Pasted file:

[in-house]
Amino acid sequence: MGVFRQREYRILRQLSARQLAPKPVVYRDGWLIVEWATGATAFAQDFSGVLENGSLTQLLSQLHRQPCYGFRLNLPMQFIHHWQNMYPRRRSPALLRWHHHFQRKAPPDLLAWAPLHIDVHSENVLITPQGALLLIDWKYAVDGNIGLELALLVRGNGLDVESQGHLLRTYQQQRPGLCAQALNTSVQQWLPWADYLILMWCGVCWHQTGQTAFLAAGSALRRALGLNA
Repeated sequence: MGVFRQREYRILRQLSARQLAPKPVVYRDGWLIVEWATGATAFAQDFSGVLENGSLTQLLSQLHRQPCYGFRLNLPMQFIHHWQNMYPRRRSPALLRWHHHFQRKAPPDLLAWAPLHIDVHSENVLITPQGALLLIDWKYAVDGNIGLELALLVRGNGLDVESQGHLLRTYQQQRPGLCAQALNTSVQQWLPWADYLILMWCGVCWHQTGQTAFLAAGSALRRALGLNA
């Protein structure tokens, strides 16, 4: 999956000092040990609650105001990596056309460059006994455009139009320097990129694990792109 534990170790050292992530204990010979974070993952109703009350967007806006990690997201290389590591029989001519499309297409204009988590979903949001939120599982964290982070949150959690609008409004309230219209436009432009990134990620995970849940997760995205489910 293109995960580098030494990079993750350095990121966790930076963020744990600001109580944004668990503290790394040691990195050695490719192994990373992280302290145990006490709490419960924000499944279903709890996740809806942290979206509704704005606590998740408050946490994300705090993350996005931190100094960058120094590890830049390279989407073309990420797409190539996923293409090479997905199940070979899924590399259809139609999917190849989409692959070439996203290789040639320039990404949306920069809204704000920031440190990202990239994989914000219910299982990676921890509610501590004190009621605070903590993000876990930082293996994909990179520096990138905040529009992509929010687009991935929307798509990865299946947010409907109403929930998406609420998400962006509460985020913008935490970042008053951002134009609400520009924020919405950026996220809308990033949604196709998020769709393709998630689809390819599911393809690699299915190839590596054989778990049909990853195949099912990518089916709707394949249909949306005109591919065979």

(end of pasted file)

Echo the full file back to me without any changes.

[in-house]
Amino acid sequence: MGVFRQREYRILRQLSARQLAPKPVVYRDGWLIVEWATGATAFAQDFSGVLENGSLTQLLSQLHRQPCYGFRLNLPMQFIHHWQNMYPRRRSPALLRWHHHFQRKAPPDLLAWAPLHIDVHSENVLITPQGALLLIDWKYAVDGNIGLELALLVRGNGLDVESQGHLLRTYQQQRPGLCAQALNTSVQQWLPWADYLILMWCGVCWHQTGQTAFLAAGSALRRALGLNA
Repeated sequence: MGVFRQREYRILRQLSARQLAPKPVVYRDGWLIVEWATGATAFAQDFSGVLENGSLTQLLSQLHRQPCYGFRLNLPMQFIHHWQNMYPRRRSPALLRWHHHFQRKAPPDLLAWAPLHIDVHSENVLITPQGALLLIDWKYAVDGNIGLELALLVRGNGLDVESQGHLLRTYQQQRPGLCAQALNTSVQQWLPWADYLILMWCGVCWHQTGQTAFLAAGSALRRALGLNA
């Protein structure tokens, strides 16, 4: 999956000092040990609650105001990596056309460059006994455009139009320097990129694990792109 534990170790050292992530204990010979974070993952109703009350967007806006990690997201290389590591029989001519499309297409204009988590979903949001939120599982964290982070949150959690609008409004309230219209436009432009990134990620995970849940997760995205489910 293109995960580098030494990079993750350095990121966790930076963020744990600001109580944004668990503290790394040691990195050695490719192994990373992280302290145990006490709490419960924000499944279903709890996740809806942290979206509704704005606590998740408050946490994300705090993350996005931190100094960058120094590890830049390279989407073309990420797409190539996923293409090479997905199940070979899924590399259809139609999917190849989409692959070439996203290789040639320039990404949306920069809204704000920031440190990202990239994989914000219910299982990676921890509610501590004190009621605070903590993000876990930082293996994909990179520096990138905040529009992509929010687009991935929307798509990865299946947010409907109403929930998406609420998400962006509460985020913008935490970042008053951002134009609400520009924020919405950026996220809308990033949604196709998020769709393709998630689809390819599911393809690699299915190839590596054989778990049909990853195949099912990518089916709707394949249909949306005109591919065979």